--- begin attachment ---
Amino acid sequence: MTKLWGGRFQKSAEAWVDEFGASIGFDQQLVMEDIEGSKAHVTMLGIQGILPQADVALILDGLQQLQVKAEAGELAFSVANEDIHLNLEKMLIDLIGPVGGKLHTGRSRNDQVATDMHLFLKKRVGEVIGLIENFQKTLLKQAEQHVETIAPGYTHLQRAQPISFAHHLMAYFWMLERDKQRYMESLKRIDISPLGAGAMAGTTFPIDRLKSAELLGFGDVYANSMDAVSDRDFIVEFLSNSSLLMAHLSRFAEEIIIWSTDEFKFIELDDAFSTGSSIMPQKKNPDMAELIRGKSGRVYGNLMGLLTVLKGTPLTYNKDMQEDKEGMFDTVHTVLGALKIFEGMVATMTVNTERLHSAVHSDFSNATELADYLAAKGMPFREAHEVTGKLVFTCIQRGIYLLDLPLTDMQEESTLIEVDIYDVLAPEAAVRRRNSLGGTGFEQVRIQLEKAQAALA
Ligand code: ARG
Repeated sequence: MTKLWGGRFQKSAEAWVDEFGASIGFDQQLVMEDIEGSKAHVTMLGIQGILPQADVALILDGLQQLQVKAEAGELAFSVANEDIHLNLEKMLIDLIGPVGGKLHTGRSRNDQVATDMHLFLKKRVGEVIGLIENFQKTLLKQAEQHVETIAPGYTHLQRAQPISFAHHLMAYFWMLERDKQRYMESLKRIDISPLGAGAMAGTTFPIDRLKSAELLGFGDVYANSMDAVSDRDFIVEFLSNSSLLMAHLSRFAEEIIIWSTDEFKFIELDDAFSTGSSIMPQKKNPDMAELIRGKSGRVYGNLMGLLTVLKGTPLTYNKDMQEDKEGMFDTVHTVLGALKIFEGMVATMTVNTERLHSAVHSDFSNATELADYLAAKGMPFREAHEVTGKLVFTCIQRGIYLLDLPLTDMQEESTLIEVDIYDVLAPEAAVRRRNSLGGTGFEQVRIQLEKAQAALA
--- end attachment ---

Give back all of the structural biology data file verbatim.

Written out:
Amino acid sequence: MTKLWGGRFQKSAEAWVDEFGASIGFDQQLVMEDIEGSKAHVTMLGIQGILPQADVALILDGLQQLQVKAEAGELAFSVANEDIHLNLEKMLIDLIGPVGGKLHTGRSRNDQVATDMHLFLKKRVGEVIGLIENFQKTLLKQAEQHVETIAPGYTHLQRAQPISFAHHLMAYFWMLERDKQRYMESLKRIDISPLGAGAMAGTTFPIDRLKSAELLGFGDVYANSMDAVSDRDFIVEFLSNSSLLMAHLSRFAEEIIIWSTDEFKFIELDDAFSTGSSIMPQKKNPDMAELIRGKSGRVYGNLMGLLTVLKGTPLTYNKDMQEDKEGMFDTVHTVLGALKIFEGMVATMTVNTERLHSAVHSDFSNATELADYLAAKGMPFREAHEVTGKLVFTCIQRGIYLLDLPLTDMQEESTLIEVDIYDVLAPEAAVRRRNSLGGTGFEQVRIQLEKAQAALA
Ligand code: ARG
Repeated sequence: MTKLWGGRFQKSAEAWVDEFGASIGFDQQLVMEDIEGSKAHVTMLGIQGILPQADVALILDGLQQLQVKAEAGELAFSVANEDIHLNLEKMLIDLIGPVGGKLHTGRSRNDQVATDMHLFLKKRVGEVIGLIENFQKTLLKQAEQHVETIAPGYTHLQRAQPISFAHHLMAYFWMLERDKQRYMESLKRIDISPLGAGAMAGTTFPIDRLKSAELLGFGDVYANSMDAVSDRDFIVEFLSNSSLLMAHLSRFAEEIIIWSTDEFKFIELDDAFSTGSSIMPQKKNPDMAELIRGKSGRVYGNLMGLLTVLKGTPLTYNKDMQEDKEGMFDTVHTVLGALKIFEGMVATMTVNTERLHSAVHSDFSNATELADYLAAKGMPFREAHEVTGKLVFTCIQRGIYLLDLPLTDMQEESTLIEVDIYDVLAPEAAVRRRNSLGGTGFEQVRIQLEKAQAALA